“So Many Men, So Little Time”
Remember the chemistry between Bree and her deceased first husband Rex (Stephen Kulp)? Well, that fire almost didn’t happen. Actor Michael Reilly Burke originally nabbed the part of Rex, but after a test shoot for the pilot the producers noticed a lack of chemistry between him and Cross, and Kulp was cast in his stead. The same can be said for Gaby’s boy toy gardener John Rowland. Originally, actor Kyle Searles had the role of the sexy cougar-banger, but ultimately it was Jesse Metcalfe who won over producers—and gay men everywhere.
“Paging Meryl Streep”
Besides the “Pilot,” each of the 180 episodes of Desperate Housewives get their title from a lyric or song title by legendary Broadway playwright Stephen Sondheim. Where else on TV would you find episodes named, “A Little Night Music,” “Every Day A Little Death,” and you guessed it, “Into The Woods.” If only Meryl would have made a cameo in that episode …
“Philly Fashion Connection”
Melissa Saunders, a senior at the time attending Philadelphia’s Saint Hubert Catholic High School, loved the rose lace gown that Gaby Solis wore (you know the one) to mow the lawn in the pilot episode so much that she wrote to the producers requesting photos of the dress so she could find a similar gown to wear to prom. They went a step further: Instead of merely sending photos, the producers actually sent her the dress! Ms. Saunder’s was certainly the talk of Saint Hubert’s prom that year.
When Desperate Housewives came roaring back for its second season it had the “WTF?” storyline featuring the show’s first (and last) black housewife, Betty Applewhite (played by the talented Alfre Woodard), who was keeping her mentally handicapped son chained up in the basement. The storyline had critics crying foul, and creator Cherry himself later stated he “just didn’t have a good idea.” Even producers told Woodard on set one day, “We’re shoved into a corner here, our mysterly storyline is not our strongest suit, so we’re working on that.” I guess it’s true what they say: The sophomore struggle is real.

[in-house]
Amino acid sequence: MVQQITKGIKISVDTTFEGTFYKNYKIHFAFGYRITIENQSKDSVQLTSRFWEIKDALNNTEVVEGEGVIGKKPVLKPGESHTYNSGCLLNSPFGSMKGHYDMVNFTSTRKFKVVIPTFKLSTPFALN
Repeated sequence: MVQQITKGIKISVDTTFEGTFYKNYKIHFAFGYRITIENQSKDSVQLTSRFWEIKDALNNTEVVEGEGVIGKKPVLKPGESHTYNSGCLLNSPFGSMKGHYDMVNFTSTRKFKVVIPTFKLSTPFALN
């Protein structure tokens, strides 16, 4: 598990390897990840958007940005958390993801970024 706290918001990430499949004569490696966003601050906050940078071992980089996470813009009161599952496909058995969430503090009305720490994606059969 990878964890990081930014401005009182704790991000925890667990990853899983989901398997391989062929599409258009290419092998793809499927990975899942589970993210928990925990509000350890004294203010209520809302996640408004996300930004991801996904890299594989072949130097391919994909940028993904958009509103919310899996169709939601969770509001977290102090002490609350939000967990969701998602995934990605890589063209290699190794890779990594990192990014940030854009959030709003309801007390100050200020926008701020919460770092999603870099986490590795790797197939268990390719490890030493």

“She’s A Bitch”
For years, rumors plagued the set that star Teri Hatcher was the Ariana of primetime TV. I’m sure we can all remember the now infamous Vanity Fair cover shoot that had the Desperate gals throwing shade Teri’s way after she appeared front and center in an eye-popping cherry-red bathing suit. Apparently the hoops holding didn’t stop there. A TV Guide article discussing the show’s finale reveals that, “Needless to say, something went down in a later season with Teri and her co-stars that caused a deep rift” and that she would also, “physically separate herself from the others during breaks in filming.” To make matters even worse, when the show wrapped its run two years ago, all the actresses (including Vanessa Williams) pitched in to give the crew luggage with a thank-you card with of their names on it—except for Teri’s.
“Rest In Peace”
There were several A-list TV actors (Scott Bakula, Bob Newhart, Leslie Ann-Warren, just to name a few) who appeared throughout the course of DH, and sadly many of them are no longer with us. The dearly departed Dixie Carter was candidly crazy as Bree’s second husband Orson’s (Kyle Machlaclan) mother. Also, late, great Polly Bergen not only got to play the mother to Huffman’s Lynette, she was also married on the show to crotchety old man Frank—played oh-so-wonderfully by the dearly departed Larry Hagman. However, true DH fans know that Kathyrn Joosten, who played rickety old neighbor Karen McCluskyy, stole every piece of scenery she was given. Much like her character on the show, Ms. Joosten was a fighting spirit until the very end.
“I’ve Seen That Street Before”
Besides being home to the residents of Wisteria Lane, the set has also been the backdrop for several car commercials, it became the crisis setting for Nelly and Kelly Rowland’s “Dilemma” video and more recently, served as a playground to Spice Girl Mel B in the video for her single, “For Once In My Life.” Watch the clip above to see which Desperate Housewives resident’s house she partied in.